The landscape is another of my favourite aussie memories – beaches and coral reefs, ancient rocks and giant bolders, and canyons and ravines and waterfalls. You’ve seen the photos and know that I can’t even begin to put them into words.

Finally – though certainly not least – the weather. Although it seemed to rain endlessly in the winter, it was NOT SNOW. Apart from the occasional day when rain kept me in, I rode the bike all year round – not something I can say back home. And even though it gets very hot in the day at times, the nights almost always cool down with a wonderful sea breeze. If I have to complain, it would probably be the wind – it rarely stops and often causes painful sand blasting on any exposed skin. Not being especially keen winter sport fanatics, both Mike and I can’t really say that we’ve missed the Canadian winter. But I must admit – it’s just not right having Christmas around the corner and 35 degree weather. And TV commercials with shrimp on the barbie for Christmas dinner just seem weird – sorry folks. Regardless – I will really miss the weather….sigh.

I’m starting to think I should have done this post first, and then followed up with the Canadian things we’ve missed while here. Right now I’m struggling with why we’re leaving (just joking Mum 🙂

Year End Staff Party

With just one week to go before we leave WA, we had a chance to spend an evening with Pinjarra staff at the year end party.

Fund raising and fees are used to fund the entire do for staff (reasonable charge for partners), so with all your booze and food paid for, many staff take advantage!

We were lucky that the venue was at the local cricket club – so we were able to walk and not have to worry about ‘drink driving’ (that’s the Aussie term for DUI or drunk driving). In the end, we actually were given a lift home by Paul Mitchum and his wife (and daughter) which was a nice bonus.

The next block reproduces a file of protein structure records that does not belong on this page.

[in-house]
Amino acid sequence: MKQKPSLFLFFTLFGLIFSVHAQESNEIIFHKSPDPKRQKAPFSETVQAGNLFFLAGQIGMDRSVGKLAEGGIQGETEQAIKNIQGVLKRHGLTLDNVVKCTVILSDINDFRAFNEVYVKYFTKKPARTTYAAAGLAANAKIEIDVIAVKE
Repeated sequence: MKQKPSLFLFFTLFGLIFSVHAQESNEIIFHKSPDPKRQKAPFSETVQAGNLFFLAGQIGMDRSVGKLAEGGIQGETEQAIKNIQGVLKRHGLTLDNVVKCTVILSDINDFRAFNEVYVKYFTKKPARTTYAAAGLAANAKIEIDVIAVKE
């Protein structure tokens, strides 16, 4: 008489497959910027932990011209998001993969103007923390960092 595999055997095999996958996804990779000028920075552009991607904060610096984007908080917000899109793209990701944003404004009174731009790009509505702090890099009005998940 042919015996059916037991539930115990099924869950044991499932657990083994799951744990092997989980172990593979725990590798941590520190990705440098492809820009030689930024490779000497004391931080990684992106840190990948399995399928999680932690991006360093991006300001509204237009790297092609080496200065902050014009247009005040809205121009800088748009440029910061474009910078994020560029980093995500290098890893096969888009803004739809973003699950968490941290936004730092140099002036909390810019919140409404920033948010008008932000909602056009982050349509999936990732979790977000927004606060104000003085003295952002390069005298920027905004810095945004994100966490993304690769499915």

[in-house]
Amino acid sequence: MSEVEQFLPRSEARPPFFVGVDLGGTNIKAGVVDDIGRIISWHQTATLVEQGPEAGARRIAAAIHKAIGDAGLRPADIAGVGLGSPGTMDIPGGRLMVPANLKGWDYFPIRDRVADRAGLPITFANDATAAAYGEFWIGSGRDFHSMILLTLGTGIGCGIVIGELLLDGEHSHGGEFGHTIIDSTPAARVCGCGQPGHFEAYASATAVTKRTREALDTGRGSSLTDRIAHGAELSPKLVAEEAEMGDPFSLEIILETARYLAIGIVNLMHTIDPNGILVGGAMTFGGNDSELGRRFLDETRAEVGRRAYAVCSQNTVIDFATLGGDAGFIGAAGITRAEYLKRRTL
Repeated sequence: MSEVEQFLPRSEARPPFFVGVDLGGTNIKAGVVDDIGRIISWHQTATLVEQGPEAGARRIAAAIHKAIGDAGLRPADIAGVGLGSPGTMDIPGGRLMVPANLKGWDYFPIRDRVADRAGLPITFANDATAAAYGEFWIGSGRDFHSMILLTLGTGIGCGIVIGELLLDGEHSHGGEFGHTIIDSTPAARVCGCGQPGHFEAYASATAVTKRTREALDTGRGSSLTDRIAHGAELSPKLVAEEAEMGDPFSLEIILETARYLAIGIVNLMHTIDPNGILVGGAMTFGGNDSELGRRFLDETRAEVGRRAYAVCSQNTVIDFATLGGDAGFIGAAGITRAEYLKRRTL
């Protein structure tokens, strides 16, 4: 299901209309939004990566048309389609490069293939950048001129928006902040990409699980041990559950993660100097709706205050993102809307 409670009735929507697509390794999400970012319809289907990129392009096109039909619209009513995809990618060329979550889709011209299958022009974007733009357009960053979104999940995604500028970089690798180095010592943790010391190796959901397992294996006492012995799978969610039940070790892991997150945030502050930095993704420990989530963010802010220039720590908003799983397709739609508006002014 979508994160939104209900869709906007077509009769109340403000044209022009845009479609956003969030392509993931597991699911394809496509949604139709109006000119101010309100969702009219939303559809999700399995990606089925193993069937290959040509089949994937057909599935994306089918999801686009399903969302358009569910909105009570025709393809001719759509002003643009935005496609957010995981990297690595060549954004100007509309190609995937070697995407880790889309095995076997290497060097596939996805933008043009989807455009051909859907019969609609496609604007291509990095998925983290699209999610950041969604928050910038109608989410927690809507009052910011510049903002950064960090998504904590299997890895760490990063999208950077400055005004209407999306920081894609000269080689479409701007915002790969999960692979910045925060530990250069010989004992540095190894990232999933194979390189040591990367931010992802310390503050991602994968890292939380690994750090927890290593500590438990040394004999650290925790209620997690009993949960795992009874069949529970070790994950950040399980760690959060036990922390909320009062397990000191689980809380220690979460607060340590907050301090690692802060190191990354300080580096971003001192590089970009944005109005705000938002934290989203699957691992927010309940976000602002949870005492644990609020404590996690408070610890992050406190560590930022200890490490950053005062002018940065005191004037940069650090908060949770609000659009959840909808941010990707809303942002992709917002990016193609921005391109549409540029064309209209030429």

We are told that not as many people attended this year since it was held a week prior to school end. Sounds like some people don’t want to show their face after the party 🙂 At any rate, there was still a good turn out and those in attendance had a great time (at least we did).

Given Mike’s passion for music, he supplied the music for the evening. He and Kyle headed over early to set up and make sure all was in order (and grab an early beer). As you can see, it did get people up dancing. It was good to burn off some of the alcohol and calories that had been consumed!

And as seems to be an Aussie tradition, there had to be a certain amount of bared flesh. While some of the boys had fun dropping each others drawers (you can ask Monty about the unintentional full Monty – apparently he needs tighter elastic on his boxers :-), they also had a full out streak fest on the cricket field later in the evening. Too bad the lights on the field were not on!

And finally around midnight, the bar staff had had enough of us, and the booze tab had run out. So we all headed off – several staff continued on at Players – a Mandurah bar, but knowing our limits, we very maturely headed home – after all it was hard to pass up a drive home!


First Farewells & Round ‘Em Up

As we continue our ‘last time’ events, it naturally includes seeing people for the last time. The Exchange Teachers of WA farewell BBQ was this past Saturday, and we could not miss this one. The host exchange group have been amazing in their support and effort put into arranging events on our behalf.

Ted and his wife Wendy hosted the farewell event. The food was fantastic and most of the group made it out. There were ‘2 up’ demonstrations for those who missed the Kalgoorlie trip, and each teacher was presented with their own 2 up betting stick. 2 up is a pure form of gambling where you bet on the outcome of a toss of 2 coins. I spoke more of it back on our Kalgoorlie posting (click to refer back if you wish).